Through Dropbox…

Monitor your Computer Remotely with Dropbox

Remote Monitoring, not Remote Access

The idea behind using Dropbox for remote monitoring is fairly simple.

If you take a screen capture of your desktop screen and place that image in one of the Dropbox folders on your computer, the image will automatically get uploaded to the Dropbox website.

Repeat the screen capture process at regular intervals and you’ll get a time-lapse like recording of your desktop screen that you can view from any Internet connected computer or mobile phone since everything is now on

First, you need to download Screen Grabber – a free screen capture utility that will save the screenshots directly in your Dropbox folder.

Next we need a mechanism that will capture screenshots at regular intervals. For that, you can use the following Autohotkey script* that runs in the background and will press the hotkey for you at set intervals.

Send, { SHIFTDOWN }{ F10 }{ SHIFTUP }
Sleep, 300000

If you have never used Autohotkey before, simply download and run this executable – – it’s a compiled version of the above script.

The default hotkey for Screen Grabber is Shift+F10. This script will press that hotkey and then wait for 5 minutes (5x60x1000) in a cycle. As new images get captured, they are simultaneously uploaded online.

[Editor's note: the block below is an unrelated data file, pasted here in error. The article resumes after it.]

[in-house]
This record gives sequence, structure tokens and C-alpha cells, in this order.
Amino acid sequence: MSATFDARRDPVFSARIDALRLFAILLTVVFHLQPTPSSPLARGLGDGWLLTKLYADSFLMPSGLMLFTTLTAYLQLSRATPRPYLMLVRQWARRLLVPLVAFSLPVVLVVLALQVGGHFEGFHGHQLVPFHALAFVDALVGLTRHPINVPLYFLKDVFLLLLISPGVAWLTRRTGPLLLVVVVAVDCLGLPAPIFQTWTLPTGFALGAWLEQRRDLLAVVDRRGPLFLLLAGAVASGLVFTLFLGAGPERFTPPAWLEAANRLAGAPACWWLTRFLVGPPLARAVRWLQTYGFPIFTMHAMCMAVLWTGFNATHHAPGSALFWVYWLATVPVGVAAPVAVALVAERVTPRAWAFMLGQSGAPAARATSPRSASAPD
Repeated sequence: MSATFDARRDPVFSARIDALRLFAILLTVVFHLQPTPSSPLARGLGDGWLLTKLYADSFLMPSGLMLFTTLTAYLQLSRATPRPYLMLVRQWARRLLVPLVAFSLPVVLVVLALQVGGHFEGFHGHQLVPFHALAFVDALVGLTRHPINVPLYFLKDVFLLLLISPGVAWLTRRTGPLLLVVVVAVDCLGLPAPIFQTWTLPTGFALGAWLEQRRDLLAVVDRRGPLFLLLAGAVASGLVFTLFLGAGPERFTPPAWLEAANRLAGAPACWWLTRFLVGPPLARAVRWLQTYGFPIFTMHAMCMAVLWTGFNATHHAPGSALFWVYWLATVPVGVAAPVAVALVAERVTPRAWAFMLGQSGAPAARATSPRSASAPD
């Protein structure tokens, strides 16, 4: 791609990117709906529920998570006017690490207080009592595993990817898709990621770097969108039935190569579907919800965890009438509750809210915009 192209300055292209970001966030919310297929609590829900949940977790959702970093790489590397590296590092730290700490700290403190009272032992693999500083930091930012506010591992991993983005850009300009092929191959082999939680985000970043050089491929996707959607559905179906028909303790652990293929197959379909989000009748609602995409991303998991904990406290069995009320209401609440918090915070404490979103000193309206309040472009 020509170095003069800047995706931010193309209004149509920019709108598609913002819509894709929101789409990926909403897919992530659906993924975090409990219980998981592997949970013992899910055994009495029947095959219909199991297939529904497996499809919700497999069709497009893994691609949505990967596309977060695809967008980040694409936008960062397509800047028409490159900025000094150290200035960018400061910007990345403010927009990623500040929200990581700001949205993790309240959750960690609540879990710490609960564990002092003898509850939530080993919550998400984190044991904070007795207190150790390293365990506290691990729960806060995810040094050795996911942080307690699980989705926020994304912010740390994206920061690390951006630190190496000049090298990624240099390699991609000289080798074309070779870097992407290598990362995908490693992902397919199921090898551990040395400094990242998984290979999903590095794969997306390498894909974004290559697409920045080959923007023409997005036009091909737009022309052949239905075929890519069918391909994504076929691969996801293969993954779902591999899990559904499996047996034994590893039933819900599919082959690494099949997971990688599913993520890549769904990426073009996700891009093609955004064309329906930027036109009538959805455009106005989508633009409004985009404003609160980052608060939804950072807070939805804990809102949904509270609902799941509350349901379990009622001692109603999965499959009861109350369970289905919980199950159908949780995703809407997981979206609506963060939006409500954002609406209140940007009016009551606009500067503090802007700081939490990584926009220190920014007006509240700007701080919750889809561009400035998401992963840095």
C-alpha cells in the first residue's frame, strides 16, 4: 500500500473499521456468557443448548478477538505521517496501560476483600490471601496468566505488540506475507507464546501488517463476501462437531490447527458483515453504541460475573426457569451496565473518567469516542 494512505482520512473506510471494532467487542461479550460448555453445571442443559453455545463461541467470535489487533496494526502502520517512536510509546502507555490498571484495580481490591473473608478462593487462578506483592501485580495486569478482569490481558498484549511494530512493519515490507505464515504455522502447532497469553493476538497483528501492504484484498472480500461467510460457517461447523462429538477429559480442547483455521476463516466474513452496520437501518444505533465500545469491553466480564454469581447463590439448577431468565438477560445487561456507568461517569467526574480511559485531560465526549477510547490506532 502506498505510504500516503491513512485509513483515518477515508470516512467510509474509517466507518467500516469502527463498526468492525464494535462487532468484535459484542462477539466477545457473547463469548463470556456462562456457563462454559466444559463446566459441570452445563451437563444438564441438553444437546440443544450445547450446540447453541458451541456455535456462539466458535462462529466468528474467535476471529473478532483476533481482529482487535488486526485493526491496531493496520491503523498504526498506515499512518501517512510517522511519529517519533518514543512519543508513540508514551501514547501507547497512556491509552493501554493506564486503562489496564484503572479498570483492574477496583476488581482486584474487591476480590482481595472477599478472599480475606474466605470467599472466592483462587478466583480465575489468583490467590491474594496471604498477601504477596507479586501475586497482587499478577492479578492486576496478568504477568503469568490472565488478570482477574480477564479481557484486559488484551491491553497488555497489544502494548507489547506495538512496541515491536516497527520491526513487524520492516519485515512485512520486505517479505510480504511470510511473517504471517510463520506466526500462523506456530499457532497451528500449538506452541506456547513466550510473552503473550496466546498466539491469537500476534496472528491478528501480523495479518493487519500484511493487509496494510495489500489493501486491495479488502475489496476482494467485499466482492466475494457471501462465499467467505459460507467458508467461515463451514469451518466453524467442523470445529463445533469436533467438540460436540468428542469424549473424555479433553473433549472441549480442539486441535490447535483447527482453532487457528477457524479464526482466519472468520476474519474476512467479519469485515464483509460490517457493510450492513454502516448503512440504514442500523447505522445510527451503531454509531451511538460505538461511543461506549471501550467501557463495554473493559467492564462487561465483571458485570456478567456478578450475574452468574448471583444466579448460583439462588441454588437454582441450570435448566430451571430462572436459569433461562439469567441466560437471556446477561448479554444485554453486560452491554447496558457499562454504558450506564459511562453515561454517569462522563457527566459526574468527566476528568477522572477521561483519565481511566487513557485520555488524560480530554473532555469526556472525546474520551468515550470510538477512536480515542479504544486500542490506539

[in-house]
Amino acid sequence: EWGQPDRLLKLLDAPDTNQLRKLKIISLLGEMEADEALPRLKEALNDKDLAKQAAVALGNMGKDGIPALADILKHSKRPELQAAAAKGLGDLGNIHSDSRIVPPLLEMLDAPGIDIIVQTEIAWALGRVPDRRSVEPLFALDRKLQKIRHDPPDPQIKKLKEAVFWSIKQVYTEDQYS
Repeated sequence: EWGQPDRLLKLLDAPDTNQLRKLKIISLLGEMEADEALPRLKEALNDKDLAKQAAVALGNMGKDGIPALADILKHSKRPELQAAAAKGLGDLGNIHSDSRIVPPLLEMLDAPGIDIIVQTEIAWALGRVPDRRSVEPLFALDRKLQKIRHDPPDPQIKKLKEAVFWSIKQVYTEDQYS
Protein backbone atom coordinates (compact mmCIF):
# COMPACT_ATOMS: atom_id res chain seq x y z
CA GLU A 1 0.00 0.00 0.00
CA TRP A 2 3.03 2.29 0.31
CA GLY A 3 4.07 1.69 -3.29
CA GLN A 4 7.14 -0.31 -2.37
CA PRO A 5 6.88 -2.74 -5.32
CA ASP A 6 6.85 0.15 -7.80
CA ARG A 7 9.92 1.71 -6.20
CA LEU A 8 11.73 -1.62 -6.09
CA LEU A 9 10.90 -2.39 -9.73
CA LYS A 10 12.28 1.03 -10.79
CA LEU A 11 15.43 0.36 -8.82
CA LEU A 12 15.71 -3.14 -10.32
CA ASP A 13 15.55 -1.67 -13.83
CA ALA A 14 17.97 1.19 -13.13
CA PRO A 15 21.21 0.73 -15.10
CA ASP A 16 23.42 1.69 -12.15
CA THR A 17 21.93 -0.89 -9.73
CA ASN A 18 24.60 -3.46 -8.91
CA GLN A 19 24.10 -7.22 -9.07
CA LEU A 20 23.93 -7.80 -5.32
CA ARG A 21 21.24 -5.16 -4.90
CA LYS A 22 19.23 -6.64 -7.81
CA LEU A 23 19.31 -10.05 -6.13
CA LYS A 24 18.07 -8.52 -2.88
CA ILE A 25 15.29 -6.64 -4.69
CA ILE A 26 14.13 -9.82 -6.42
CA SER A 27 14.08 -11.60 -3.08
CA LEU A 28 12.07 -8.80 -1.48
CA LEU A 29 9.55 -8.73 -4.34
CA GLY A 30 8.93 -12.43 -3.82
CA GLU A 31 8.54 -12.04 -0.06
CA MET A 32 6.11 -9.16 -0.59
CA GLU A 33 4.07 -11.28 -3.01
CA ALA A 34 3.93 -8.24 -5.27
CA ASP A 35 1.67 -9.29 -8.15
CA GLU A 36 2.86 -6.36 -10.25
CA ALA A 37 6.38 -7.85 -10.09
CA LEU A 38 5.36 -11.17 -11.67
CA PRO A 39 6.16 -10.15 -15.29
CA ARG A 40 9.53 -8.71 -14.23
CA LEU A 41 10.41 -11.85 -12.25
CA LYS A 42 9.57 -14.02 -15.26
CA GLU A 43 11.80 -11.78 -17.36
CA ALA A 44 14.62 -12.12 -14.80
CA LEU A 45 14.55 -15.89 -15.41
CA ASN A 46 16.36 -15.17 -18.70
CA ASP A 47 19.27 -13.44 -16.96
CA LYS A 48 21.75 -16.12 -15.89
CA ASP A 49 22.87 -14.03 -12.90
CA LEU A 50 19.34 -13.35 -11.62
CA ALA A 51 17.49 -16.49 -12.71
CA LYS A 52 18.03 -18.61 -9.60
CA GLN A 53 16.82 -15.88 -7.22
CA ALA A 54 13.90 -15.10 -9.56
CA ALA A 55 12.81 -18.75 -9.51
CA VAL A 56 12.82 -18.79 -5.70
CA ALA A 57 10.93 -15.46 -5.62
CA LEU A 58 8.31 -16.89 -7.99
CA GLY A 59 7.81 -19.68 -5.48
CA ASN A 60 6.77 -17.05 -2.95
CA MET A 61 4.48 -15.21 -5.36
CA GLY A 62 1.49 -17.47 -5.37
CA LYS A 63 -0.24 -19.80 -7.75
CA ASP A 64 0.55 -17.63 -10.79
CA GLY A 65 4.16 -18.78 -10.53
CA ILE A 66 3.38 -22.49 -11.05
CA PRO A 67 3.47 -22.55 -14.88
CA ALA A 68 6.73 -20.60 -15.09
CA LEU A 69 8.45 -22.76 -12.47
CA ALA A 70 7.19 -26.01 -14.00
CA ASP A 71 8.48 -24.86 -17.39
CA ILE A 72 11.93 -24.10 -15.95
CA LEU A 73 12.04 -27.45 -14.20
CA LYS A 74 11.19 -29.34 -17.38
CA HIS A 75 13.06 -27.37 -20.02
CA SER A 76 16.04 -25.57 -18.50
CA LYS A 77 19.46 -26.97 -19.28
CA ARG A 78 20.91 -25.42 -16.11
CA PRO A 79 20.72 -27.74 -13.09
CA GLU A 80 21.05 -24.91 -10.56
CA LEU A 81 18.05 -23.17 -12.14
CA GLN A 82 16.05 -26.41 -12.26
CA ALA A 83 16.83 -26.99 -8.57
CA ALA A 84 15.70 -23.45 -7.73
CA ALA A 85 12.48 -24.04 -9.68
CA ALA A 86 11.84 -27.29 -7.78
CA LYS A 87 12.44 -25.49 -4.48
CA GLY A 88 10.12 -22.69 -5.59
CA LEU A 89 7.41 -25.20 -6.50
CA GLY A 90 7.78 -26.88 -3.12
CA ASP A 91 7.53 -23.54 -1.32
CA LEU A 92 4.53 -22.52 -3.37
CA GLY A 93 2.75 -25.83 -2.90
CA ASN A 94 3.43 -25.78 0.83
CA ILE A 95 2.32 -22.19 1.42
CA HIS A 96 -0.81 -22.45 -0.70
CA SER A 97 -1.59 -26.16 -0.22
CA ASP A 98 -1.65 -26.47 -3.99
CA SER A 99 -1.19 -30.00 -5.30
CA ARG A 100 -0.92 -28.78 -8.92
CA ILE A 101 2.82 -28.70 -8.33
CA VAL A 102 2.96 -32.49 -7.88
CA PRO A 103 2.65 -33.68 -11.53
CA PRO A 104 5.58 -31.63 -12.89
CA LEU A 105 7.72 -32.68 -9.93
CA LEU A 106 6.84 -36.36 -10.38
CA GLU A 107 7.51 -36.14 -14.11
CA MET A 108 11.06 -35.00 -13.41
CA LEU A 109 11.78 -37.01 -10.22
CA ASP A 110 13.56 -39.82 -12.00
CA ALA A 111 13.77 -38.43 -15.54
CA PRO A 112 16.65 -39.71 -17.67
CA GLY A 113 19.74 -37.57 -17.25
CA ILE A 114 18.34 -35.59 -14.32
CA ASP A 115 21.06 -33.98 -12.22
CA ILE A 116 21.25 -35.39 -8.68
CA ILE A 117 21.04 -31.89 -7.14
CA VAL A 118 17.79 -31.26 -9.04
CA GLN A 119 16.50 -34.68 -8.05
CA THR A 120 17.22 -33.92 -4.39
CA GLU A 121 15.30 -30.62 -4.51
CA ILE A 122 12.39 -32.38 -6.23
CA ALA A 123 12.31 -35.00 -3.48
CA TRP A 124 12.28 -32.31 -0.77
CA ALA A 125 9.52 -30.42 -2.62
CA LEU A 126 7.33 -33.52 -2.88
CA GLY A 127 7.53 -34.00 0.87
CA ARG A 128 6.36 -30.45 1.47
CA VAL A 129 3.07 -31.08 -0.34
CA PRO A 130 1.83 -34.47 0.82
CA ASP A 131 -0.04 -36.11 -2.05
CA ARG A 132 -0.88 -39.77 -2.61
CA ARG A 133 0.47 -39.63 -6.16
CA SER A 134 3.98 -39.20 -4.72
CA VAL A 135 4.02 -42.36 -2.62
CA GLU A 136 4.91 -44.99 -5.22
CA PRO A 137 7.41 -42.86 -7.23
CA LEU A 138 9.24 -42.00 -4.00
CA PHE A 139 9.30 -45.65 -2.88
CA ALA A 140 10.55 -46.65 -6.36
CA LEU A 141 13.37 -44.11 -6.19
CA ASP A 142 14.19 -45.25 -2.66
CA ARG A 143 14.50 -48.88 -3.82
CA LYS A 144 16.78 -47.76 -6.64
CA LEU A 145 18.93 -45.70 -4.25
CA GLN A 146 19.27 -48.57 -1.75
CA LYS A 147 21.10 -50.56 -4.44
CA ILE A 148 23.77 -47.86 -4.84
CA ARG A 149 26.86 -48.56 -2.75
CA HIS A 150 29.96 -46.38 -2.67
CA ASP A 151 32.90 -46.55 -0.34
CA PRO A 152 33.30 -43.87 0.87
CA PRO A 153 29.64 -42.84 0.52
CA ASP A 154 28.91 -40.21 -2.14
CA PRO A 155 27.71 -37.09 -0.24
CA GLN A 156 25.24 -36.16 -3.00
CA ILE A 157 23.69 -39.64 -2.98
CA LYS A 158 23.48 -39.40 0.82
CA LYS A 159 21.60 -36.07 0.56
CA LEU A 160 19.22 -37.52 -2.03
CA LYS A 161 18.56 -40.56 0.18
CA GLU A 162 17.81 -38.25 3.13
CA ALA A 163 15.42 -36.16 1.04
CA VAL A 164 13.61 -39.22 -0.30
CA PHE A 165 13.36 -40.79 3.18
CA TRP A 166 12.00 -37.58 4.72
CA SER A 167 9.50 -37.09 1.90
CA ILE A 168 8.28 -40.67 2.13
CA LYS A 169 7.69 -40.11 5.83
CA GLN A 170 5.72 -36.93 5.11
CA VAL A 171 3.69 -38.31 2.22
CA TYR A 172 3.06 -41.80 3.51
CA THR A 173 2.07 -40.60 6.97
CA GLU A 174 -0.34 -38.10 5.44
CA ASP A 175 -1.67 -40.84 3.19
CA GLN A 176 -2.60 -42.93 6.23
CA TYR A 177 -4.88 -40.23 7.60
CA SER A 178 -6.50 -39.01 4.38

Run this utility on any desktop that you want to monitor remotely and you’ll soon have a stream of screenshots in your Dropbox account as shown below. Everything runs quietly in the background so most people won’t notice any activity.

When you lock your workstation, the screen capture process is suspended but it resumes automatically as soon as you log in. You can run this tool on your office desktop and lock the workstation – if you find any screenshots in your Dropbox stream the next day, someone else probably used that machine.

Use Dropbox to Test your Website Locally

If you can move your local development folder to the Dropbox public folder, you don’t have to worry about uploading files to an FTP server as Dropbox will do that for you.

As soon as you change code in the local file, the changes get uploaded online to Dropbox servers almost immediately and you can use the “public link” in Dropbox to open and test that file in your web browser. Dropbox can understand relative URLs and hence your associated JS and CSS files will also get picked up without you having to specify the full path.

In other words, you code websites on a local computer but test them online just like the real environment. This technique may however not be used for testing PHP and other non-HTML sites.

Automatically Backup your Files with Dropbox

Backup with Dropbox is effortless but one big limitation is that your files and folders need to be residing inside the main Dropbox folder before they can be sent to the cloud.

To deal with this problem, we’ll make use of Microsoft SyncToy, a free application that keeps files and folders in sync with each other. You identify all the essential folders that you want to backup and then sync them all with the local Dropbox folder using SyncToy.